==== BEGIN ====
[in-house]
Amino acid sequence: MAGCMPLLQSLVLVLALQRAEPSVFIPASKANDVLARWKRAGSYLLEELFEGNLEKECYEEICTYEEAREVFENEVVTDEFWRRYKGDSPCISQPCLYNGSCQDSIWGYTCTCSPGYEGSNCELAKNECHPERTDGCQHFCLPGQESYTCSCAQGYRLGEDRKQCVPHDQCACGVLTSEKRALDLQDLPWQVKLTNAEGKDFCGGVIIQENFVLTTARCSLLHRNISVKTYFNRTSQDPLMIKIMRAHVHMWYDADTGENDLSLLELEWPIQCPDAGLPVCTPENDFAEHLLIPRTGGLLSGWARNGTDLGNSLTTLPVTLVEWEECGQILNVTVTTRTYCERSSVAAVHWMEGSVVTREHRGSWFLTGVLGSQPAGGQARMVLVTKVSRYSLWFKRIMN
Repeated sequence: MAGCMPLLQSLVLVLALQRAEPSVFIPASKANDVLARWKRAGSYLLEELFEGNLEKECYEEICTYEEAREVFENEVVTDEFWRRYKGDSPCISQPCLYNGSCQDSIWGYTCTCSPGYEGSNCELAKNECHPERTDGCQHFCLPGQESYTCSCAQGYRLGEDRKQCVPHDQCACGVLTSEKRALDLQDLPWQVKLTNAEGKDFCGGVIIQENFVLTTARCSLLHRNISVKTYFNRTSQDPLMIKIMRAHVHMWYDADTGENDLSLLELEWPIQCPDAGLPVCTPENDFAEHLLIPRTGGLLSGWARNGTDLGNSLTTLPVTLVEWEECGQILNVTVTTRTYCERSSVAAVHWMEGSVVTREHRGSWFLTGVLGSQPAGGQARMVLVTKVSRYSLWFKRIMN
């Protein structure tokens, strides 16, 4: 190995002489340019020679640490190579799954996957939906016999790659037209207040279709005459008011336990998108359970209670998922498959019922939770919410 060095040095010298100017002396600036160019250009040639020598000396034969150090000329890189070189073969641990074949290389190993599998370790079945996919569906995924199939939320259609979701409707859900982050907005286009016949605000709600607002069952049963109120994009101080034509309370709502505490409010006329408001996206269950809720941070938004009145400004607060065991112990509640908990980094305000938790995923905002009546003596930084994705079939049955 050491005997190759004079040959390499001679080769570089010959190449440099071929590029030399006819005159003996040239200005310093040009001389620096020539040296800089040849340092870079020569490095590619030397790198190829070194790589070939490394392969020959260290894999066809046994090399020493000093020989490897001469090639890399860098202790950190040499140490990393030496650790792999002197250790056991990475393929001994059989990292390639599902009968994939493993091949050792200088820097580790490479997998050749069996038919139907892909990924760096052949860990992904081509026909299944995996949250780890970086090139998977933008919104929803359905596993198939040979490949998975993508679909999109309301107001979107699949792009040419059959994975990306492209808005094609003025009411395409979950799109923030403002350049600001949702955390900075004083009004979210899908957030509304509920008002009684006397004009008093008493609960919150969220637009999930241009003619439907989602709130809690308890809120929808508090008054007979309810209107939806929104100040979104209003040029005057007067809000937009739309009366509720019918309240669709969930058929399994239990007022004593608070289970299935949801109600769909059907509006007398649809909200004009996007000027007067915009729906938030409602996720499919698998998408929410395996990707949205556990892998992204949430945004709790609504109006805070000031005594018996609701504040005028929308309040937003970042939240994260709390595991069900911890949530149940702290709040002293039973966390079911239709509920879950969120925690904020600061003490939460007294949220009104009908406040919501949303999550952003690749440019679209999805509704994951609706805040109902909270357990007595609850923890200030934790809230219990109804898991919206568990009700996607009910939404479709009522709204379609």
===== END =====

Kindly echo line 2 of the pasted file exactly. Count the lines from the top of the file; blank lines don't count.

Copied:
Amino acid sequence: MAGCMPLLQSLVLVLALQRAEPSVFIPASKANDVLARWKRAGSYLLEELFEGNLEKECYEEICTYEEAREVFENEVVTDEFWRRYKGDSPCISQPCLYNGSCQDSIWGYTCTCSPGYEGSNCELAKNECHPERTDGCQHFCLPGQESYTCSCAQGYRLGEDRKQCVPHDQCACGVLTSEKRALDLQDLPWQVKLTNAEGKDFCGGVIIQENFVLTTARCSLLHRNISVKTYFNRTSQDPLMIKIMRAHVHMWYDADTGENDLSLLELEWPIQCPDAGLPVCTPENDFAEHLLIPRTGGLLSGWARNGTDLGNSLTTLPVTLVEWEECGQILNVTVTTRTYCERSSVAAVHWMEGSVVTREHRGSWFLTGVLGSQPAGGQARMVLVTKVSRYSLWFKRIMN